If you do not have an SLR, fear not! It also makes a wonderful attachment for compacts, especially the so called “superzooms”. You may need a special adapter to fit it to, but once it is on, the strong telephoto character of the superzoom allows some pretty good closeup ability.

My early days shooting macro I used the combination of the Raynox and a Canon S2IS extensively. I loved the versatility of this combination, and I sometimes still miss it! Below is a monstrously ugly photo I once took of that setup. Here you can see the styrofoam bowl which acts as a flash diffuser for the onboard flash fitted around the bayonet adapter,.  The Oncometopia nigricans photo at the top was taken with this setup, as were many of my favorite macro shots.

Below you can see the Raynox itself. It comes shipped with a clip on adapter (visible in the shot above) to mount it to various sized filter threads, but this is somewhat flimsy and will break at some point. The interior portion is threaded, so you can just get a step-up ring from 43 mm to whatever size filter thread you want to attach it to.



Here is a shot I took yesterday of a Polistes aurifer (from the lab!) using a borrowed (thanks Mike!) Canon G12 and Raynox DCR250. The light is the YN460 with the Cheapskate diffuser featured in last week’s Cheapskate Tuesday.


This is a subject that is close to home for many of you, the Cellar Spider, Pholcus phalangiodes shot last night with a Canon A720, the styrofoam bowl diffuser, and onboard flash.


The equipment used to capture the Cellar Spider. The camera was 50 bucks at a pawn shop.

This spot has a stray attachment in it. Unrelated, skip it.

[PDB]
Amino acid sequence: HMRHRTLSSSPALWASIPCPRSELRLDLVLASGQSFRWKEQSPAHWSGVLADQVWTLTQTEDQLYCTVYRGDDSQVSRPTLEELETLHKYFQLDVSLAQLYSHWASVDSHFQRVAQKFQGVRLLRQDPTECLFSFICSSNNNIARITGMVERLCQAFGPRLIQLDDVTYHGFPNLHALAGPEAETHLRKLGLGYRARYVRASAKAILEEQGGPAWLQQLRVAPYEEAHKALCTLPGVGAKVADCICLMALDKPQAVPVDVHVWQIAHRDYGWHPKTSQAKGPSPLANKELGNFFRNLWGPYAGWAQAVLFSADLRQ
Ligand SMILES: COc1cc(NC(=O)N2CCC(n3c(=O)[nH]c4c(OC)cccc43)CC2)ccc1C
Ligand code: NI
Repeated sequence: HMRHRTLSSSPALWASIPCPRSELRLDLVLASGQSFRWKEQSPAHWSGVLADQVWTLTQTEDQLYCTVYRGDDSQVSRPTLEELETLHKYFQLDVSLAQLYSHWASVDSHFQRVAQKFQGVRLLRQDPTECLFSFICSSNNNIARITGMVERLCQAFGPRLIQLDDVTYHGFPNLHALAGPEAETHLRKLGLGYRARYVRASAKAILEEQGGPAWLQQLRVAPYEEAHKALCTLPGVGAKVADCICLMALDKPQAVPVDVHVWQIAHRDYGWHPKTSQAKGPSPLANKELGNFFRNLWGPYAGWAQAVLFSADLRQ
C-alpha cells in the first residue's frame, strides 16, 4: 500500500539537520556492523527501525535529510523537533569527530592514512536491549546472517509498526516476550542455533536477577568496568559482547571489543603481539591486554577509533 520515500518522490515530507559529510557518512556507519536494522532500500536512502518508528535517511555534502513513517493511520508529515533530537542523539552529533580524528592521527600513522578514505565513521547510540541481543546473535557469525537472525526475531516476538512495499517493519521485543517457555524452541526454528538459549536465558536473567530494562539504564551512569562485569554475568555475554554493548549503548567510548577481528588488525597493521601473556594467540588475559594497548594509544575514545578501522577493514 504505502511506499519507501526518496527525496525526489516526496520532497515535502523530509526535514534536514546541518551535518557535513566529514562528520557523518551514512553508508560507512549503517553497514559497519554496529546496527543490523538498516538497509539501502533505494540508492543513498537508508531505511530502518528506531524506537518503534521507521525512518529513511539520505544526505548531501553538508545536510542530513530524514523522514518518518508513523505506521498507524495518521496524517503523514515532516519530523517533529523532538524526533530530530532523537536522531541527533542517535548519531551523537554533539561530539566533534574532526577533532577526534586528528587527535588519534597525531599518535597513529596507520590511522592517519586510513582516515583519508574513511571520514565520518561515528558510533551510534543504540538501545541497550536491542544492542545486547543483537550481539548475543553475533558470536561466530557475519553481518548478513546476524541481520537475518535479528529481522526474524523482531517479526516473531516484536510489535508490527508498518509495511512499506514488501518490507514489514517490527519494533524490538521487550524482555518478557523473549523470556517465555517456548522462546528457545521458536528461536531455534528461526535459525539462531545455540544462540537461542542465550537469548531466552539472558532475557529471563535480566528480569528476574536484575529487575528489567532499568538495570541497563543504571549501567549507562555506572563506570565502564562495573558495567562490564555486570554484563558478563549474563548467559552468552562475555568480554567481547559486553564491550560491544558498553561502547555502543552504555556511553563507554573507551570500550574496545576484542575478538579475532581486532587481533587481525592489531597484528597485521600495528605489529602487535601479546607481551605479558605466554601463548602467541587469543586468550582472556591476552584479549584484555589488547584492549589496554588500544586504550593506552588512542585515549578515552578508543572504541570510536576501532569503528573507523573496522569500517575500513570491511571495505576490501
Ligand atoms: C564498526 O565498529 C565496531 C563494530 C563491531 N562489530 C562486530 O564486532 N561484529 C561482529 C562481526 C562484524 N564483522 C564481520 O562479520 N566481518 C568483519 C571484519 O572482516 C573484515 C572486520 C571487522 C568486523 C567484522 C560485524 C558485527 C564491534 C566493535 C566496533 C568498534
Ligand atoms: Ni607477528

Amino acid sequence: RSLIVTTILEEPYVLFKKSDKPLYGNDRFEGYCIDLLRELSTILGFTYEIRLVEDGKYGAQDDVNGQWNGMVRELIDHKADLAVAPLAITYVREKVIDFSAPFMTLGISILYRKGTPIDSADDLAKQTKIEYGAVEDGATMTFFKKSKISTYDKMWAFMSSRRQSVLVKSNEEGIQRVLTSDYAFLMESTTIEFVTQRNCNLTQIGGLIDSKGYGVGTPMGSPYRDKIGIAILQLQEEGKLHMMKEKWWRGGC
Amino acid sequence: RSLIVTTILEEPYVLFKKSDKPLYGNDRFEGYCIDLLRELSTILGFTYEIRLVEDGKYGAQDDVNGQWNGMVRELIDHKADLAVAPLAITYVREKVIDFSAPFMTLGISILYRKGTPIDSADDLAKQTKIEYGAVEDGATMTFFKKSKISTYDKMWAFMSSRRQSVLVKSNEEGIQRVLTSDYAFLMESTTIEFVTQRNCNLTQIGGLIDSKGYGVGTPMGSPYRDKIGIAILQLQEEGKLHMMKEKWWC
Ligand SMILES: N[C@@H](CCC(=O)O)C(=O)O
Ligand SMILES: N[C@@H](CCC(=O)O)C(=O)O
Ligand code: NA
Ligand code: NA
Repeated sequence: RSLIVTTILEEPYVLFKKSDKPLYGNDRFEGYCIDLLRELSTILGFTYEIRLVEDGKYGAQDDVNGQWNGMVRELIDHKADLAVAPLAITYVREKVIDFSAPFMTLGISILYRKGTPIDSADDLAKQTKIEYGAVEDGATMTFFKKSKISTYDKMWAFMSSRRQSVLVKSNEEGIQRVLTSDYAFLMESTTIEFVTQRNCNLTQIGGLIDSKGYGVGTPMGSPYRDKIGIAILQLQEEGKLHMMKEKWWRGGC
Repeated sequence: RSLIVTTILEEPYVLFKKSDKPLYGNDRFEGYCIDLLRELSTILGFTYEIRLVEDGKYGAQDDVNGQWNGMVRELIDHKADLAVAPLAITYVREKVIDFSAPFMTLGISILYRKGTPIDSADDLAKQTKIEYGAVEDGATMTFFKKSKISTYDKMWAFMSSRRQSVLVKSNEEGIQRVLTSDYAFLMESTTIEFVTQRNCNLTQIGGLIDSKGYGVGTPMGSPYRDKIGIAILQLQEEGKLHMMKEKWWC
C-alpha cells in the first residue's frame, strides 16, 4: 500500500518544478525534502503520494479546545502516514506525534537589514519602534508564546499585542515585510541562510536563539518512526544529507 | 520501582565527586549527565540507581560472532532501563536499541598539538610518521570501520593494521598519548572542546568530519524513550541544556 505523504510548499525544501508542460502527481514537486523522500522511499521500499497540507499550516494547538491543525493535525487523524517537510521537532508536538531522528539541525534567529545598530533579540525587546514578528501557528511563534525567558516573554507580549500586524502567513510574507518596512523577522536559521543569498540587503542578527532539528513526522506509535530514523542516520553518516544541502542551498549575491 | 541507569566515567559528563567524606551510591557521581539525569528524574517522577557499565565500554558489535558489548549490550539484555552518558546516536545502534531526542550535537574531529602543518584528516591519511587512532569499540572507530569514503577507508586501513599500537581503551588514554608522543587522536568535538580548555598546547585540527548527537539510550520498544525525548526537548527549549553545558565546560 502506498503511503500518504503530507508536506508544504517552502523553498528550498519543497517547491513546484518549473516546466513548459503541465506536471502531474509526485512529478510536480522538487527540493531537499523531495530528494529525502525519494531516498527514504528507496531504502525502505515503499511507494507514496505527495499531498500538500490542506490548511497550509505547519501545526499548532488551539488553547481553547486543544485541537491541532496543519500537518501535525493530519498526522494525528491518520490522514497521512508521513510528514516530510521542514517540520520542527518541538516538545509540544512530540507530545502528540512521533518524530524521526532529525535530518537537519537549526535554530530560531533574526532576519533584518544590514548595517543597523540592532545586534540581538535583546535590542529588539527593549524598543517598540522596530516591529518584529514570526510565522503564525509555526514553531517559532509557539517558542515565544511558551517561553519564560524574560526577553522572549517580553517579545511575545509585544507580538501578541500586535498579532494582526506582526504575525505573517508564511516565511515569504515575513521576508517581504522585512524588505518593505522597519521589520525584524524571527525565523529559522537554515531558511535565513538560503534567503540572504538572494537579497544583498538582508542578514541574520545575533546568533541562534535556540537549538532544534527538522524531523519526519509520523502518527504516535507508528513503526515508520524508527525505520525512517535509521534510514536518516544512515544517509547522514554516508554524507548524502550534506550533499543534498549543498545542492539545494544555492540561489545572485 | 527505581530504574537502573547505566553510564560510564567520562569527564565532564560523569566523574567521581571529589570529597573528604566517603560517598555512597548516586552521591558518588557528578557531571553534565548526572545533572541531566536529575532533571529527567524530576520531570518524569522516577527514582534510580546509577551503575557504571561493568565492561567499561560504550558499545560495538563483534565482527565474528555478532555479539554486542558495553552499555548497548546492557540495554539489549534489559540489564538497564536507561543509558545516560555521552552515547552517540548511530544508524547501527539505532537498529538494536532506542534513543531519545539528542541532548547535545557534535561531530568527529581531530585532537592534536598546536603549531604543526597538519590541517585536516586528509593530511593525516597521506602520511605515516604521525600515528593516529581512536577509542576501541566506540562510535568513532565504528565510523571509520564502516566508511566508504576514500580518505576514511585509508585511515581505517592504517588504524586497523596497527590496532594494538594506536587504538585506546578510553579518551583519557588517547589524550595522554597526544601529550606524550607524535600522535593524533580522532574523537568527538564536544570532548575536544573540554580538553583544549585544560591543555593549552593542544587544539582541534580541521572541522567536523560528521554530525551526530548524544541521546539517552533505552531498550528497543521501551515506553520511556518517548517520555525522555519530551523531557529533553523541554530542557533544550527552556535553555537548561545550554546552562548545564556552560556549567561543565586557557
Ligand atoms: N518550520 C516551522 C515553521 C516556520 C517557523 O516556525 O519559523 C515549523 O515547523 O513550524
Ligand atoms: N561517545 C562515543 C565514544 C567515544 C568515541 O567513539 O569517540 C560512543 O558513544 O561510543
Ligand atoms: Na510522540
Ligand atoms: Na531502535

The same Polistes aurifer male from the lab, this time shot with my DSLR and the inexpensive EFS18-55 IS with Raynox DCR 250, also lit with the Cheapskate Diffuser. This same  lens combo is often used to stunning effect by Techuser, a.k.a. Brazilian nature photography guru  João P. Burini of Primal Shutter.


The combo in question. EFS 18-55 IS II, a lens you can probably buy for 100 bucks, and the DCR 250.

To sum up, the Raynox is an adaptable piece of equipment, and unlike many macro adapters, this one is actually good.  I no longer have one of these, having given mine away a couple years back to an aspiring macro shooter from French Guiana, but picking it up again to write this up makes me nostalgic. I think I will have to end with a gallery of some of my favorite shots with this awesome little lens.

Cheapskate Tuesday 1: cheap flash diffuser

Nabid at Burnaby Lake Park
the subject was illuminated with the cheapskate diffuser

Hi, and welcome to Cheapskate Tuesday! Here I will try to convey how I mess up my photos by cheaping out I save money by applying a DIY ethic to photography projects. I plan to explain as many of my tricks as I can, and then will scour around teh internets for cool looking budget-minded photo mods and tricks.